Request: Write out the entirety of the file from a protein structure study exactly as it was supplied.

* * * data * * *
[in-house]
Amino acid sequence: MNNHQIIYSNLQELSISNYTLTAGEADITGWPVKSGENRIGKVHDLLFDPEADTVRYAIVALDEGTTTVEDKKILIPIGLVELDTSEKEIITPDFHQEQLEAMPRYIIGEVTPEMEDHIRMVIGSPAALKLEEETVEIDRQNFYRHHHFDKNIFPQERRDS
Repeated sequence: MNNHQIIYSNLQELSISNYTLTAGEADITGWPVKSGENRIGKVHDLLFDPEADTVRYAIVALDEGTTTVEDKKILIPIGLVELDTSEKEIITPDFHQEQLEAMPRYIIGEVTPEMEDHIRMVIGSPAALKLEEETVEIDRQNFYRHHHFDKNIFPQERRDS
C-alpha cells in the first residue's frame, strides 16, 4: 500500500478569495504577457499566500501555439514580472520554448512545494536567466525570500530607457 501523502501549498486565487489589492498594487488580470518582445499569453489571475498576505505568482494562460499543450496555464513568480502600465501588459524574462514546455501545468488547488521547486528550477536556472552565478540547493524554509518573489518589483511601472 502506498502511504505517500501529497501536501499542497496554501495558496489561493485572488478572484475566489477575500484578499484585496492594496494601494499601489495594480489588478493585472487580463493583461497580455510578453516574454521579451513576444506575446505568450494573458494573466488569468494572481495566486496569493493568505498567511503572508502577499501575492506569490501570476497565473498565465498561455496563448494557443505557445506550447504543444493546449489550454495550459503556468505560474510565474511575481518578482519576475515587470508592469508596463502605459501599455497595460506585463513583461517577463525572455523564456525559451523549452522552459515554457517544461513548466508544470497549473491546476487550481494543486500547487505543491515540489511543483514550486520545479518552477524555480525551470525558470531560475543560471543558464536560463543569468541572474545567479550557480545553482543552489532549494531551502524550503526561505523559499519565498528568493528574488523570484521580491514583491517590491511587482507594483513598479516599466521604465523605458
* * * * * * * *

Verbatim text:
[in-house]
Amino acid sequence: MNNHQIIYSNLQELSISNYTLTAGEADITGWPVKSGENRIGKVHDLLFDPEADTVRYAIVALDEGTTTVEDKKILIPIGLVELDTSEKEIITPDFHQEQLEAMPRYIIGEVTPEMEDHIRMVIGSPAALKLEEETVEIDRQNFYRHHHFDKNIFPQERRDS
Repeated sequence: MNNHQIIYSNLQELSISNYTLTAGEADITGWPVKSGENRIGKVHDLLFDPEADTVRYAIVALDEGTTTVEDKKILIPIGLVELDTSEKEIITPDFHQEQLEAMPRYIIGEVTPEMEDHIRMVIGSPAALKLEEETVEIDRQNFYRHHHFDKNIFPQERRDS
C-alpha cells in the first residue's frame, strides 16, 4: 500500500478569495504577457499566500501555439514580472520554448512545494536567466525570500530607457 501523502501549498486565487489589492498594487488580470518582445499569453489571475498576505505568482494562460499543450496555464513568480502600465501588459524574462514546455501545468488547488521547486528550477536556472552565478540547493524554509518573489518589483511601472 502506498502511504505517500501529497501536501499542497496554501495558496489561493485572488478572484475566489477575500484578499484585496492594496494601494499601489495594480489588478493585472487580463493583461497580455510578453516574454521579451513576444506575446505568450494573458494573466488569468494572481495566486496569493493568505498567511503572508502577499501575492506569490501570476497565473498565465498561455496563448494557443505557445506550447504543444493546449489550454495550459503556468505560474510565474511575481518578482519576475515587470508592469508596463502605459501599455497595460506585463513583461517577463525572455523564456525559451523549452522552459515554457517544461513548466508544470497549473491546476487550481494543486500547487505543491515540489511543483514550486520545479518552477524555480525551470525558470531560475543560471543558464536560463543569468541572474545567479550557480545553482543552489532549494531551502524550503526561505523559499519565498528568493528574488523570484521580491514583491517590491511587482507594483513598479516599466521604465523605458